7. Finally, ARs are checked for “lifetime”. ARs must have a lifetime of at least 18 h, corresponding to three or more consecutive 6-hourly output time steps. All other time steps were discarded.

  8. During the detection, for the purpose of post-analysis, AR masks are generated and archived at a resolution of 6-hourly time steps during the lifetime of the AR. The masks are based on the exceedance of the bin thresholds along 10 W (as shown in Fig. 2) and contain information on the moisture content as well as the date and time (Fig. 3). This allows calculation of the mean IVT within an AR. The masks are also used to calculate the mean precipitation associated with ARs and to analyze the routes taken by the ARs over the European continent.

Note that for the ERAI data set and the RCA-ERAI (Table 2) hindcast simulation, the analysis period is 1979–2008, as ERAI data from before 1979 are not available.

Figure 3 provides an example of an AR that caused intense rain over France and Germany and was detected in the ERAI reanalysis (left) and in the ERAI hindcast simulation (right). The detection procedure is performed separately for the historical and future periods and for each model (Table 2).

Figure 3AR associated with storm Lothar, detected in the ERAI reanalysis (a) and in the ERAI hindcast simulation (b), 25 December 1999; 00:00:00 UTC. IVT values below the AR 85th percentile are masked out.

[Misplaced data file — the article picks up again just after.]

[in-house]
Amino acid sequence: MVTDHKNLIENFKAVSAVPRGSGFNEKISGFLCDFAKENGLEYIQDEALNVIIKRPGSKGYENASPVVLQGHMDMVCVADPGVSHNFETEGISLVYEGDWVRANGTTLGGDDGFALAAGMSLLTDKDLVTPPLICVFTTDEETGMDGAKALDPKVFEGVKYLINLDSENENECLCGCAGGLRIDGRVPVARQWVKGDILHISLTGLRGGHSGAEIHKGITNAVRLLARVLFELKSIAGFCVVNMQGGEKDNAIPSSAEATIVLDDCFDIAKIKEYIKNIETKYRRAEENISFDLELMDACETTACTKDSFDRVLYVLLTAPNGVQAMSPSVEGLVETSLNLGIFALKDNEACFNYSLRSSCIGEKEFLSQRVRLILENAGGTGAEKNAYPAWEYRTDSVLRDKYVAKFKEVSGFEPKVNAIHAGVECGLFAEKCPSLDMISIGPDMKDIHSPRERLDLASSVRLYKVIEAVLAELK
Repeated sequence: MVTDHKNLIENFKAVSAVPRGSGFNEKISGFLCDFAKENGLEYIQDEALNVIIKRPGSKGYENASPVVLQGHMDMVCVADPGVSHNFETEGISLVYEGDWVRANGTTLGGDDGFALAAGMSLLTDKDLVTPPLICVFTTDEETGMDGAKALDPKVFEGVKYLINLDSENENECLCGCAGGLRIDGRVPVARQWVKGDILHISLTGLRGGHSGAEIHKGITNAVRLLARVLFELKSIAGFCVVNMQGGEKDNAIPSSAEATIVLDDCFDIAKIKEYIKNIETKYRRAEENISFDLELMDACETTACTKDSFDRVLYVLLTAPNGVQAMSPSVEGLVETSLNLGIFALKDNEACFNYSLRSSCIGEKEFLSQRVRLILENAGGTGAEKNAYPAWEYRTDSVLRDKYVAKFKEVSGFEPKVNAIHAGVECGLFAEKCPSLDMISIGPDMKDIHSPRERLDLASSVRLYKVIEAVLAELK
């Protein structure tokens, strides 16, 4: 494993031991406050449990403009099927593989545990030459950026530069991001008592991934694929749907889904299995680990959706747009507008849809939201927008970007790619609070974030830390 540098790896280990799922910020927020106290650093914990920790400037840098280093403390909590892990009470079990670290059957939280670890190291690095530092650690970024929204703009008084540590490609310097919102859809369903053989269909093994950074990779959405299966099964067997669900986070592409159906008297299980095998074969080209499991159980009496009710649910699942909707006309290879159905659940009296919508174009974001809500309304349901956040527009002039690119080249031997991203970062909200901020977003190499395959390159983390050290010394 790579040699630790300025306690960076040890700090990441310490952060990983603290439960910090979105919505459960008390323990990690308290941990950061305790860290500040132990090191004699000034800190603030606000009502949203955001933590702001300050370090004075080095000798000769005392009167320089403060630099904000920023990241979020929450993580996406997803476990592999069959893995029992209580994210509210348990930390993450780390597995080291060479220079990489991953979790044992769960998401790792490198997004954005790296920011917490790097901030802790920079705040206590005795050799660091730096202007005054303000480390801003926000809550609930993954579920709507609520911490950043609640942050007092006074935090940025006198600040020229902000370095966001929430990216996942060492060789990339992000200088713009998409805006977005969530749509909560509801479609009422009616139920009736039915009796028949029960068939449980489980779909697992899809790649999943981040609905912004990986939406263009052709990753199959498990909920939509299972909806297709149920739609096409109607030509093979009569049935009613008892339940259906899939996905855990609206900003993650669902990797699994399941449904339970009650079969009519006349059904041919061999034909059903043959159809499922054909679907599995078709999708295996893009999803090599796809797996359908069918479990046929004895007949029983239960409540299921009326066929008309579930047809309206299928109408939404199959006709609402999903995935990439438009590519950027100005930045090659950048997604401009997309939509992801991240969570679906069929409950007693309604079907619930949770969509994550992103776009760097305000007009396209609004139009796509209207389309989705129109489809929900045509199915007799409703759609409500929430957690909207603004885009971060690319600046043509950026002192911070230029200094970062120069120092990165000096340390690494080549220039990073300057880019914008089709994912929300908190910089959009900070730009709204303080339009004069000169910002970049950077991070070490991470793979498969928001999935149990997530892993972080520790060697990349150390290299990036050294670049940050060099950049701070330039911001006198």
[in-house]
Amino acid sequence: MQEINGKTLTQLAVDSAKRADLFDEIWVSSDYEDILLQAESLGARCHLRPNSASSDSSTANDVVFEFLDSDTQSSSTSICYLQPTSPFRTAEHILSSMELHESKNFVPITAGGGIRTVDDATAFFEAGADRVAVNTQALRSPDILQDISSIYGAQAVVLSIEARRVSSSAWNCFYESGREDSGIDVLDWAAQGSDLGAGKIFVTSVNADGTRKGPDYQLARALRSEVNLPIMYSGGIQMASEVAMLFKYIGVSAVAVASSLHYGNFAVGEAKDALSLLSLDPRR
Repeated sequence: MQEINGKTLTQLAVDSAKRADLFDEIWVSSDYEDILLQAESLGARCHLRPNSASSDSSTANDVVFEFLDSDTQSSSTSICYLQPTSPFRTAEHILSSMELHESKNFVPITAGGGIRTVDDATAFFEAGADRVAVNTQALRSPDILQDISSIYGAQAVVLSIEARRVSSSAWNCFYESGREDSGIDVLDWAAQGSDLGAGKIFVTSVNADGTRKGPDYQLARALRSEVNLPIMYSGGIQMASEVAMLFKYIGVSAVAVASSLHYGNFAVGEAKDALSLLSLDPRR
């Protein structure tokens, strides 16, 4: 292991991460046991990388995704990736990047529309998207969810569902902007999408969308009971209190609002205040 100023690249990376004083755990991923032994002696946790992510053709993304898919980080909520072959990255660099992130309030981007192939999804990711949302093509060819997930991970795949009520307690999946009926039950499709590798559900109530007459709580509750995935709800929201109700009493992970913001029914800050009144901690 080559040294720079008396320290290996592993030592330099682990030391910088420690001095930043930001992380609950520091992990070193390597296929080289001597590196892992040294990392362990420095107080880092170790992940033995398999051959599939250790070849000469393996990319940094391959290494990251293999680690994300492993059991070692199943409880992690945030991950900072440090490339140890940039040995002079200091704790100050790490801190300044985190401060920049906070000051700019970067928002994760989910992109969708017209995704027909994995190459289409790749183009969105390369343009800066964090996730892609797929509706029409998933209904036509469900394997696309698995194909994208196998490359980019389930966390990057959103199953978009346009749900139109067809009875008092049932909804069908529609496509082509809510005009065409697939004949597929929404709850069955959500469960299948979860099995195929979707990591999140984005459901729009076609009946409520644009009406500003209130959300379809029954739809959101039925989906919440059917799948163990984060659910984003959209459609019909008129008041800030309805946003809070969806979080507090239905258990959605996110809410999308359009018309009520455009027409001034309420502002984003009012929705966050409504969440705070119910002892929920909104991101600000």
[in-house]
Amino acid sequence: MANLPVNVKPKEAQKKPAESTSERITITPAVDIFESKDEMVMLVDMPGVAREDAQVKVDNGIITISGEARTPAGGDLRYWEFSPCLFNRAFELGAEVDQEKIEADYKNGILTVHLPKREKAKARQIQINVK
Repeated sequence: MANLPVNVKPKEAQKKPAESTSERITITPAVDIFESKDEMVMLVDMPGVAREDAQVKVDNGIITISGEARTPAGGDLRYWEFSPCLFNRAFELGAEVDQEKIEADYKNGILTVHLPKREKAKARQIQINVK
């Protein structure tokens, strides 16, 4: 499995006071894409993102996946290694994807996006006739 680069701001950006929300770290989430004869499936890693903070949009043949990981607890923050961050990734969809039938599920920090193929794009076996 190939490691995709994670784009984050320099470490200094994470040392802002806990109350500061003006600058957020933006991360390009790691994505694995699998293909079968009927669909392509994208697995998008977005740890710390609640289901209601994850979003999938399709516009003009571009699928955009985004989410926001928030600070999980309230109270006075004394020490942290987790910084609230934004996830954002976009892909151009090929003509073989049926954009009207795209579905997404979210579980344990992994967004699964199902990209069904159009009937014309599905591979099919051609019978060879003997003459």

2.4 Detection in future climate

Unlike previous studies (e.g., Lavers et al., 2013; Gao et al., 2016; Ramos et al., 2016), in this study we did not use the historical thresholds to detect ARs in a future climate. Instead, the IVT thresholds were calculated based on the respective climatologies between 2070 and 2099. This was done to keep the empirical relationship between the 85th percentile IVT and the moisture content in ARs derived for the present climate. Hence, according to weather data for the years 1998–2005, the 85th percentile at noon (12:00 UTC) corresponded roughly to the median moisture content of the observed ARs (see Lavers and Villarini, 2013, for details).

Figure 2 shows that the 85th percentile can strongly increase in the future climate depending on the scenario, the latitude, and the respective model. An example is RCA-CAN for which the IVT threshold increases by nearly 40 % in RCP8.5 north of 55 N (Fig. 2b). In this simulation, the 85th percentile IVT from the historical run at 55 N corresponds to the 68th percentile in the future period.

Hence, in this study, a stable empirical relationship between the 85th percentile and the median was assumed. Consequently, our approach limits the influence of the larger mean atmospheric moisture content in the future climate and instead emphasizes dynamic changes.

2.5 Calculation of indices

The impact of ARs under present and future climate was investigated by calculating the following indices: